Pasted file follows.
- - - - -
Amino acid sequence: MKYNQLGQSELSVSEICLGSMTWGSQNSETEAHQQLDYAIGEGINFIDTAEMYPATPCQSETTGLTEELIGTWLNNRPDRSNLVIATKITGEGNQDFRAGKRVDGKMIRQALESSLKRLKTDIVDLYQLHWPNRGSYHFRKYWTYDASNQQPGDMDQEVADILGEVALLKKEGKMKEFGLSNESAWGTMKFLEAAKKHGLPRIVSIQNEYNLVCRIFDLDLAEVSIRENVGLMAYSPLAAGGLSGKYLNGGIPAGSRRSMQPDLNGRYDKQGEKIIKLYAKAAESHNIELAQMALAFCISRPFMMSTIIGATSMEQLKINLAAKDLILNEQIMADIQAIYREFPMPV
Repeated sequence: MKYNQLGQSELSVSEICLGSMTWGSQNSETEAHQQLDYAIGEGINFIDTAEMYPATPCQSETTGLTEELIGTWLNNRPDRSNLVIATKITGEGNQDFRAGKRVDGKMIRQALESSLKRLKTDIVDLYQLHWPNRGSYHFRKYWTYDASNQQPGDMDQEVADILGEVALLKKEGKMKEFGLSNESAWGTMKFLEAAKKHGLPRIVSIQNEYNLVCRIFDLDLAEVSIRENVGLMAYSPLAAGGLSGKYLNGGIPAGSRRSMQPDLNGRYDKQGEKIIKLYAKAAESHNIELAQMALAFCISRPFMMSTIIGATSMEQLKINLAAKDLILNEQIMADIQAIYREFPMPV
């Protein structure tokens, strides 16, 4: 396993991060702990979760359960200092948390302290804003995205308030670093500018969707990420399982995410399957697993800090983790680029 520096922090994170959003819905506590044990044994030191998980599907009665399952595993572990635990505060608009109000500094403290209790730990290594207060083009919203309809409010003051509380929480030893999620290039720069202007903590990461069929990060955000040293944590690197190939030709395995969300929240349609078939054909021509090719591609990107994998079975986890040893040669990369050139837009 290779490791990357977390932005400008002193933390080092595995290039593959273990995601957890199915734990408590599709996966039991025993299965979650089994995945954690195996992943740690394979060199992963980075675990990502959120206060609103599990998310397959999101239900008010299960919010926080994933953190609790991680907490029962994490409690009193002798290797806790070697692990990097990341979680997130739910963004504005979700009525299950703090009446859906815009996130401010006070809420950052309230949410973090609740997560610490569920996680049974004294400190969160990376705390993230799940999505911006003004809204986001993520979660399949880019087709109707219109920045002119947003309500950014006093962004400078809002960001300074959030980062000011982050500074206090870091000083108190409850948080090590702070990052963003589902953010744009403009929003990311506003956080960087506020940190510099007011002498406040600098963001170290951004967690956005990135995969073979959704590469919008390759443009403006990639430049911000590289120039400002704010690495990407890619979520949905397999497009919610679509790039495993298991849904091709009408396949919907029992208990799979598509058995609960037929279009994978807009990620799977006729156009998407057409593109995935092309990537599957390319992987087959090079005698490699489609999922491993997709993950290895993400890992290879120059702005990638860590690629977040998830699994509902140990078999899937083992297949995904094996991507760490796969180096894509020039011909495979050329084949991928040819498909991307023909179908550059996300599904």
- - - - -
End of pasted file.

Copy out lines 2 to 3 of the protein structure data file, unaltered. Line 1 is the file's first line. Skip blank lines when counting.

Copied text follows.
Repeated sequence: MKYNQLGQSELSVSEICLGSMTWGSQNSETEAHQQLDYAIGEGINFIDTAEMYPATPCQSETTGLTEELIGTWLNNRPDRSNLVIATKITGEGNQDFRAGKRVDGKMIRQALESSLKRLKTDIVDLYQLHWPNRGSYHFRKYWTYDASNQQPGDMDQEVADILGEVALLKKEGKMKEFGLSNESAWGTMKFLEAAKKHGLPRIVSIQNEYNLVCRIFDLDLAEVSIRENVGLMAYSPLAAGGLSGKYLNGGIPAGSRRSMQPDLNGRYDKQGEKIIKLYAKAAESHNIELAQMALAFCISRPFMMSTIIGATSMEQLKINLAAKDLILNEQIMADIQAIYREFPMPV
């Protein structure tokens, strides 16, 4: 396993991060702990979760359960200092948390302290804003995205308030670093500018969707990420399982995410399957697993800090983790680029 520096922090994170959003819905506590044990044994030191998980599907009665399952595993572990635990505060608009109000500094403290209790730990290594207060083009919203309809409010003051509380929480030893999620290039720069202007903590990461069929990060955000040293944590690197190939030709395995969300929240349609078939054909021509090719591609990107994998079975986890040893040669990369050139837009 290779490791990357977390932005400008002193933390080092595995290039593959273990995601957890199915734990408590599709996966039991025993299965979650089994995945954690195996992943740690394979060199992963980075675990990502959120206060609103599990998310397959999101239900008010299960919010926080994933953190609790991680907490029962994490409690009193002798290797806790070697692990990097990341979680997130739910963004504005979700009525299950703090009446859906815009996130401010006070809420950052309230949410973090609740997560610490569920996680049974004294400190969160990376705390993230799940999505911006003004809204986001993520979660399949880019087709109707219109920045002119947003309500950014006093962004400078809002960001300074959030980062000011982050500074206090870091000083108190409850948080090590702070990052963003589902953010744009403009929003990311506003956080960087506020940190510099007011002498406040600098963001170290951004967690956005990135995969073979959704590469919008390759443009403006990639430049911000590289120039400002704010690495990407890619979520949905397999497009919610679509790039495993298991849904091709009408396949919907029992208990799979598509058995609960037929279009994978807009990620799977006729156009998407057409593109995935092309990537599957390319992987087959090079005698490699489609999922491993997709993950290895993400890992290879120059702005990638860590690629977040998830699994509902140990078999899937083992297949995904094996991507760490796969180096894509020039011909495979050329084949991928040819498909991307023909179908550059996300599904």